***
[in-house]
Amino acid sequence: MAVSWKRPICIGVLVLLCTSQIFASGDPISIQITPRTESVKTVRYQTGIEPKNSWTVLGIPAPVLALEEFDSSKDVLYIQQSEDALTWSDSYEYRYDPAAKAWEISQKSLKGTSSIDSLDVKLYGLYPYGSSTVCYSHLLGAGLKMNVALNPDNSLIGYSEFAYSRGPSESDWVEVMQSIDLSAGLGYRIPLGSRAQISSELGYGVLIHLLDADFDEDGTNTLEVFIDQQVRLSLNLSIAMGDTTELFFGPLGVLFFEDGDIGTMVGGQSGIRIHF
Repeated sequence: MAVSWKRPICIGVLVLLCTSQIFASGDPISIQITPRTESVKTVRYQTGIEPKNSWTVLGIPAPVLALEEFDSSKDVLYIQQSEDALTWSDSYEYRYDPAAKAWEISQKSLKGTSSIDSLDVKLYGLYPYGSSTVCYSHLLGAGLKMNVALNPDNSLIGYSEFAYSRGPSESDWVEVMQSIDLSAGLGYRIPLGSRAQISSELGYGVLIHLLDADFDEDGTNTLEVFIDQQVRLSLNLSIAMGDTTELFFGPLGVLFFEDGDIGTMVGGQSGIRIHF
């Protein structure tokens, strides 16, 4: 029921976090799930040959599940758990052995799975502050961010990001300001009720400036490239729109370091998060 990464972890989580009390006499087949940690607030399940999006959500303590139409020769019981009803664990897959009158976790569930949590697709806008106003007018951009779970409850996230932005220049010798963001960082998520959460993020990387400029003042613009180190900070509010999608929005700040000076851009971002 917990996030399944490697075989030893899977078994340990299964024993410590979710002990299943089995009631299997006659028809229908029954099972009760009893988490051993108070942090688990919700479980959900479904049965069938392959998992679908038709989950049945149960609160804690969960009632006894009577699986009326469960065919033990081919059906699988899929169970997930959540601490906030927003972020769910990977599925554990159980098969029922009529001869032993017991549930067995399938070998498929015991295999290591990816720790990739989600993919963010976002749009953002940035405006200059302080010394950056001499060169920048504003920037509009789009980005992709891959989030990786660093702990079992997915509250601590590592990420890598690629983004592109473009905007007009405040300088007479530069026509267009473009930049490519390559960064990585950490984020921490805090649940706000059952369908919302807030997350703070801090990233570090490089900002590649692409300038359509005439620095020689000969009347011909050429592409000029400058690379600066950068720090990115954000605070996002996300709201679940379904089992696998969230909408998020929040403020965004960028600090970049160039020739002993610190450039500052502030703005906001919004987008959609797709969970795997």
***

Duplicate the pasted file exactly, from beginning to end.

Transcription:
[in-house]
Amino acid sequence: MAVSWKRPICIGVLVLLCTSQIFASGDPISIQITPRTESVKTVRYQTGIEPKNSWTVLGIPAPVLALEEFDSSKDVLYIQQSEDALTWSDSYEYRYDPAAKAWEISQKSLKGTSSIDSLDVKLYGLYPYGSSTVCYSHLLGAGLKMNVALNPDNSLIGYSEFAYSRGPSESDWVEVMQSIDLSAGLGYRIPLGSRAQISSELGYGVLIHLLDADFDEDGTNTLEVFIDQQVRLSLNLSIAMGDTTELFFGPLGVLFFEDGDIGTMVGGQSGIRIHF
Repeated sequence: MAVSWKRPICIGVLVLLCTSQIFASGDPISIQITPRTESVKTVRYQTGIEPKNSWTVLGIPAPVLALEEFDSSKDVLYIQQSEDALTWSDSYEYRYDPAAKAWEISQKSLKGTSSIDSLDVKLYGLYPYGSSTVCYSHLLGAGLKMNVALNPDNSLIGYSEFAYSRGPSESDWVEVMQSIDLSAGLGYRIPLGSRAQISSELGYGVLIHLLDADFDEDGTNTLEVFIDQQVRLSLNLSIAMGDTTELFFGPLGVLFFEDGDIGTMVGGQSGIRIHF
């Protein structure tokens, strides 16, 4: 029921976090799930040959599940758990052995799975502050961010990001300001009720400036490239729109370091998060 990464972890989580009390006499087949940690607030399940999006959500303590139409020769019981009803664990897959009158976790569930949590697709806008106003007018951009779970409850996230932005220049010798963001960082998520959460993020990387400029003042613009180190900070509010999608929005700040000076851009971002 917990996030399944490697075989030893899977078994340990299964024993410590979710002990299943089995009631299997006659028809229908029954099972009760009893988490051993108070942090688990919700479980959900479904049965069938392959998992679908038709989950049945149960609160804690969960009632006894009577699986009326469960065919033990081919059906699988899929169970997930959540601490906030927003972020769910990977599925554990159980098969029922009529001869032993017991549930067995399938070998498929015991295999290591990816720790990739989600993919963010976002749009953002940035405006200059302080010394950056001499060169920048504003920037509009789009980005992709891959989030990786660093702990079992997915509250601590590592990420890598690629983004592109473009905007007009405040300088007479530069026509267009473009930049490519390559960064990585950490984020921490805090649940706000059952369908919302807030997350703070801090990233570090490089900002590649692409300038359509005439620095020689000969009347011909050429592409000029400058690379600066950068720090990115954000605070996002996300709201679940379904089992696998969230909408998020929040403020965004960028600090970049160039020739002993610190450039500052502030703005906001919004987008959609797709969970795997």